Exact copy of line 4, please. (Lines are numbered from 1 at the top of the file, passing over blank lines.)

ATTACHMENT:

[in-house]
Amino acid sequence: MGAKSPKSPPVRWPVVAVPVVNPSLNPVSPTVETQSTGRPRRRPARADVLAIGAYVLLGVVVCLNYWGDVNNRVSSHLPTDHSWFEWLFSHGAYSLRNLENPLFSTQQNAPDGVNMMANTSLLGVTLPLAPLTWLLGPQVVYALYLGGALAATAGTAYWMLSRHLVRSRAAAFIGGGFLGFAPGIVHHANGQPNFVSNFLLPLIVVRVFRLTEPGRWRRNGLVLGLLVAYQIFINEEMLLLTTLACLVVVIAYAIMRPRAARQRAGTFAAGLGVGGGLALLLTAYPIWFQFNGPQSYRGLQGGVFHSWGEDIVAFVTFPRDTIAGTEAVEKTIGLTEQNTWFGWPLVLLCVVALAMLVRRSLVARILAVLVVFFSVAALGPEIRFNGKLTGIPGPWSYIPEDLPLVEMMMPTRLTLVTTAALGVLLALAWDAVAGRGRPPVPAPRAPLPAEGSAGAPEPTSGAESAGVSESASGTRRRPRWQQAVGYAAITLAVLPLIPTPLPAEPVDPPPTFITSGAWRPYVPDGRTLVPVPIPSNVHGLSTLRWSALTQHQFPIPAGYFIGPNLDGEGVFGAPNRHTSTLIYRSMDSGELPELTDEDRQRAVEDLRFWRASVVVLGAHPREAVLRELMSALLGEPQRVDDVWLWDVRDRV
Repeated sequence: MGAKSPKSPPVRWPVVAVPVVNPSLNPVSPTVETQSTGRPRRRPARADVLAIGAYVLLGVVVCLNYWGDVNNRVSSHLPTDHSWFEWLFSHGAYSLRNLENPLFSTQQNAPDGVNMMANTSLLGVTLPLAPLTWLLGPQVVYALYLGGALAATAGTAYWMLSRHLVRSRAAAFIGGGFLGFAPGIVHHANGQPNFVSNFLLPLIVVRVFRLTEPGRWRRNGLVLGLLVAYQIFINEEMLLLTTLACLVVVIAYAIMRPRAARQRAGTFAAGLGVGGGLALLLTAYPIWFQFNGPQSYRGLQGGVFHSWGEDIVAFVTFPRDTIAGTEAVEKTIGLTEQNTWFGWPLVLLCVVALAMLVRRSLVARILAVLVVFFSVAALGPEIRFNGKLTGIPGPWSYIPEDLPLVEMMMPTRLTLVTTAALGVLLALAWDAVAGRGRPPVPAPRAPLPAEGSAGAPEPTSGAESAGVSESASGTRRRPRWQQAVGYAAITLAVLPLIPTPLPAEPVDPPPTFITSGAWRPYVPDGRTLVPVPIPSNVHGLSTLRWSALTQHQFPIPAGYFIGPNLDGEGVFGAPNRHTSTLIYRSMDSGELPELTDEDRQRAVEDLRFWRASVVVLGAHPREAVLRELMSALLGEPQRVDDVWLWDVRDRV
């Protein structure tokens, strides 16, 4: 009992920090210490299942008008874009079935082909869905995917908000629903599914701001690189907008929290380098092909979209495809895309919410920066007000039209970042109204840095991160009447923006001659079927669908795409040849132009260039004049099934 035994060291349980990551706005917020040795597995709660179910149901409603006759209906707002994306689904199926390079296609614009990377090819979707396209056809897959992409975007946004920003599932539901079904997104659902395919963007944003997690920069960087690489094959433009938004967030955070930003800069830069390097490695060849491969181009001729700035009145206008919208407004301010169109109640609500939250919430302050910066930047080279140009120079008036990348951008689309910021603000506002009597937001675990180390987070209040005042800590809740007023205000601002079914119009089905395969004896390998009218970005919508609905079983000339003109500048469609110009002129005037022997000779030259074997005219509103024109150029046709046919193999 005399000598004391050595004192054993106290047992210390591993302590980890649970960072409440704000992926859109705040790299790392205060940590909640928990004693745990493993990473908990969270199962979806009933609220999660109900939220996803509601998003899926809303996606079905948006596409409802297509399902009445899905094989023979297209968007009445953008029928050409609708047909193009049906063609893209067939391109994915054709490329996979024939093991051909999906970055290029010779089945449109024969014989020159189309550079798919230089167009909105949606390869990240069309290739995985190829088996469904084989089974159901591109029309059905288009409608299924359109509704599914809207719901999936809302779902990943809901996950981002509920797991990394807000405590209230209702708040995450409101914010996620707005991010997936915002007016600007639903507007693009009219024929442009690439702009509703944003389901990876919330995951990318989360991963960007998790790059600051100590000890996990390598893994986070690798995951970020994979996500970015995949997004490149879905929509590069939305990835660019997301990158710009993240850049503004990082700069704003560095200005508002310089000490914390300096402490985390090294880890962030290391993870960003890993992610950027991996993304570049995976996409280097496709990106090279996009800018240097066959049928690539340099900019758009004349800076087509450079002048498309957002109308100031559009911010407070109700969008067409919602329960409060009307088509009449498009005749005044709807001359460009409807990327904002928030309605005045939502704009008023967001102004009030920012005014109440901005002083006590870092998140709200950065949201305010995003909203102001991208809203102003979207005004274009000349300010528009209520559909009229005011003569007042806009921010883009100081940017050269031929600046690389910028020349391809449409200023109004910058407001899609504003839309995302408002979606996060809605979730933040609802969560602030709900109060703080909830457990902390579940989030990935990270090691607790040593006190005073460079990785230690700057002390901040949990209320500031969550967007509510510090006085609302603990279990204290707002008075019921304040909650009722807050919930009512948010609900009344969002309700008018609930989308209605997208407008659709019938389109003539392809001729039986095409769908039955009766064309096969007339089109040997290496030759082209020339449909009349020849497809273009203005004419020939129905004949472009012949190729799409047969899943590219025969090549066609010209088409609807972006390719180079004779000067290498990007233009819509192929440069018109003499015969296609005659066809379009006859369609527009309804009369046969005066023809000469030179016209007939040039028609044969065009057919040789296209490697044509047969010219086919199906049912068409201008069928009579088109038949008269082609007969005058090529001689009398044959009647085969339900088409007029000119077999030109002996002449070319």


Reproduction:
């Protein structure tokens, strides 16, 4: 009992920090210490299942008008874009079935082909869905995917908000629903599914701001690189907008929290380098092909979209495809895309919410920066007000039209970042109204840095991160009447923006001659079927669908795409040849132009260039004049099934 035994060291349980990551706005917020040795597995709660179910149901409603006759209906707002994306689904199926390079296609614009990377090819979707396209056809897959992409975007946004920003599932539901079904997104659902395919963007944003997690920069960087690489094959433009938004967030955070930003800069830069390097490695060849491969181009001729700035009145206008919208407004301010169109109640609500939250919430302050910066930047080279140009120079008036990348951008689309910021603000506002009597937001675990180390987070209040005042800590809740007023205000601002079914119009089905395969004896390998009218970005919508609905079983000339003109500048469609110009002129005037022997000779030259074997005219509103024109150029046709046919193999 005399000598004391050595004192054993106290047992210390591993302590980890649970960072409440704000992926859109705040790299790392205060940590909640928990004693745990493993990473908990969270199962979806009933609220999660109900939220996803509601998003899926809303996606079905948006596409409802297509399902009445899905094989023979297209968007009445953008029928050409609708047909193009049906063609893209067939391109994915054709490329996979024939093991051909999906970055290029010779089945449109024969014989020159189309550079798919230089167009909105949606390869990240069309290739995985190829088996469904084989089974159901591109029309059905288009409608299924359109509704599914809207719901999936809302779902990943809901996950981002509920797991990394807000405590209230209702708040995450409101914010996620707005991010997936915002007016600007639903507007693009009219024929442009690439702009509703944003389901990876919330995951990318989360991963960007998790790059600051100590000890996990390598893994986070690798995951970020994979996500970015995949997004490149879905929509590069939305990835660019997301990158710009993240850049503004990082700069704003560095200005508002310089000490914390300096402490985390090294880890962030290391993870960003890993992610950027991996993304570049995976996409280097496709990106090279996009800018240097066959049928690539340099900019758009004349800076087509450079002048498309957002109308100031559009911010407070109700969008067409919602329960409060009307088509009449498009005749005044709807001359460009409807990327904002928030309605005045939502704009008023967001102004009030920012005014109440901005002083006590870092998140709200950065949201305010995003909203102001991208809203102003979207005004274009000349300010528009209520559909009229005011003569007042806009921010883009100081940017050269031929600046690389910028020349391809449409200023109004910058407001899609504003839309995302408002979606996060809605979730933040609802969560602030709900109060703080909830457990902390579940989030990935990270090691607790040593006190005073460079990785230690700057002390901040949990209320500031969550967007509510510090006085609302603990279990204290707002008075019921304040909650009722807050919930009512948010609900009344969002309700008018609930989308209605997208407008659709019938389109003539392809001729039986095409769908039955009766064309096969007339089109040997290496030759082209020339449909009349020849497809273009203005004419020939129905004949472009012949190729799409047969899943590219025969090549066609010209088409609807972006390719180079004779000067290498990007233009819509192929440069018109003499015969296609005659066809379009006859369609527009309804009369046969005066023809000469030179016209007939040039028609044969065009057919040789296209490697044509047969010219086919199906049912068409201008069928009579088109038949008269082609007969005058090529001689009398044959009647085969339900088409007029000119077999030109002996002449070319």